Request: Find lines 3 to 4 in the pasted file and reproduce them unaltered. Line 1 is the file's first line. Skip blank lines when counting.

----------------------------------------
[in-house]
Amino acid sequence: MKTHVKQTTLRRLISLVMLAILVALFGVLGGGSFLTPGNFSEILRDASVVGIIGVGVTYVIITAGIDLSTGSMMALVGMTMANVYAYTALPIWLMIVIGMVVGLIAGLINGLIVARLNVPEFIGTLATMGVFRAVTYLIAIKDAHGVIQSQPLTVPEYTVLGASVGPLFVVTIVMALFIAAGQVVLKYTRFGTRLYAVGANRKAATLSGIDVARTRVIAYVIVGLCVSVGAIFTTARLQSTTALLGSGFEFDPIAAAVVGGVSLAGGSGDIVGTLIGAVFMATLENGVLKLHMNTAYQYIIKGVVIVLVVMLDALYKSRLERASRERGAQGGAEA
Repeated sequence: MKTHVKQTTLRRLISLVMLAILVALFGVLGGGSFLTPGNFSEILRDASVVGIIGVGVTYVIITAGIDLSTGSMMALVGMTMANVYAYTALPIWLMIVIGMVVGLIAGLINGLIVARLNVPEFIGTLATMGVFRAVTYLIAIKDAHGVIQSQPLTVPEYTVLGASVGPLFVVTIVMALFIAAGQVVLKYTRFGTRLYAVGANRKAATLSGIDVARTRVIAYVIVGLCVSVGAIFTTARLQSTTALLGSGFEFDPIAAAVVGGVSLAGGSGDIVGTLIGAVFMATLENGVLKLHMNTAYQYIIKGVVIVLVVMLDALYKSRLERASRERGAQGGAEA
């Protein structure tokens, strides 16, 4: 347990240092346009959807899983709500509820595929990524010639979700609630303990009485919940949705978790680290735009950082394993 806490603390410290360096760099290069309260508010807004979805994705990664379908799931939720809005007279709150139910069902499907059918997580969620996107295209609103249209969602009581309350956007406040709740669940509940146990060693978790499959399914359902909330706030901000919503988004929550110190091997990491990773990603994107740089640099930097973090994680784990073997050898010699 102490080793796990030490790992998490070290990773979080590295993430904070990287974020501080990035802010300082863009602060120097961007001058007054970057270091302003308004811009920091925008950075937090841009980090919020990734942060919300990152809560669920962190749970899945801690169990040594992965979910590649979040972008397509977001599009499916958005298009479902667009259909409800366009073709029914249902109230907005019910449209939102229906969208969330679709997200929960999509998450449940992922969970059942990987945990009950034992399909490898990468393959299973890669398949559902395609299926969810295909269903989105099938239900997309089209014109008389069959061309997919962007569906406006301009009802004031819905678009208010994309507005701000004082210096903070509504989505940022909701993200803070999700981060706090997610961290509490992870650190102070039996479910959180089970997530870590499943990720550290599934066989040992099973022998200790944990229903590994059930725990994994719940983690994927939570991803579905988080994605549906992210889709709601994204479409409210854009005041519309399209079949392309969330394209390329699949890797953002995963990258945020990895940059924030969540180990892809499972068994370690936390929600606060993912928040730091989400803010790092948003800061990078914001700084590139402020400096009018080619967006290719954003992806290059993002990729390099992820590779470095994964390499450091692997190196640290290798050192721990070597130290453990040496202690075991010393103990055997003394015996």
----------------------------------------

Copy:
Repeated sequence: MKTHVKQTTLRRLISLVMLAILVALFGVLGGGSFLTPGNFSEILRDASVVGIIGVGVTYVIITAGIDLSTGSMMALVGMTMANVYAYTALPIWLMIVIGMVVGLIAGLINGLIVARLNVPEFIGTLATMGVFRAVTYLIAIKDAHGVIQSQPLTVPEYTVLGASVGPLFVVTIVMALFIAAGQVVLKYTRFGTRLYAVGANRKAATLSGIDVARTRVIAYVIVGLCVSVGAIFTTARLQSTTALLGSGFEFDPIAAAVVGGVSLAGGSGDIVGTLIGAVFMATLENGVLKLHMNTAYQYIIKGVVIVLVVMLDALYKSRLERASRERGAQGGAEA
């Protein structure tokens, strides 16, 4: 347990240092346009959807899983709500509820595929990524010639979700609630303990009485919940949705978790680290735009950082394993 806490603390410290360096760099290069309260508010807004979805994705990664379908799931939720809005007279709150139910069902499907059918997580969620996107295209609103249209969602009581309350956007406040709740669940509940146990060693978790499959399914359902909330706030901000919503988004929550110190091997990491990773990603994107740089640099930097973090994680784990073997050898010699 102490080793796990030490790992998490070290990773979080590295993430904070990287974020501080990035802010300082863009602060120097961007001058007054970057270091302003308004811009920091925008950075937090841009980090919020990734942060919300990152809560669920962190749970899945801690169990040594992965979910590649979040972008397509977001599009499916958005298009479902667009259909409800366009073709029914249902109230907005019910449209939102229906969208969330679709997200929960999509998450449940992922969970059942990987945990009950034992399909490898990468393959299973890669398949559902395609299926969810295909269903989105099938239900997309089209014109008389069959061309997919962007569906406006301009009802004031819905678009208010994309507005701000004082210096903070509504989505940022909701993200803070999700981060706090997610961290509490992870650190102070039996479910959180089970997530870590499943990720550290599934066989040992099973022998200790944990229903590994059930725990994994719940983690994927939570991803579905988080994605549906992210889709709601994204479409409210854009005041519309399209079949392309969330394209390329699949890797953002995963990258945020990895940059924030969540180990892809499972068994370690936390929600606060993912928040730091989400803010790092948003800061990078914001700084590139402020400096009018080619967006290719954003992806290059993002990729390099992820590779470095994964390499450091692997190196640290290798050192721990070597130290453990040496202690075991010393103990055997003394015996």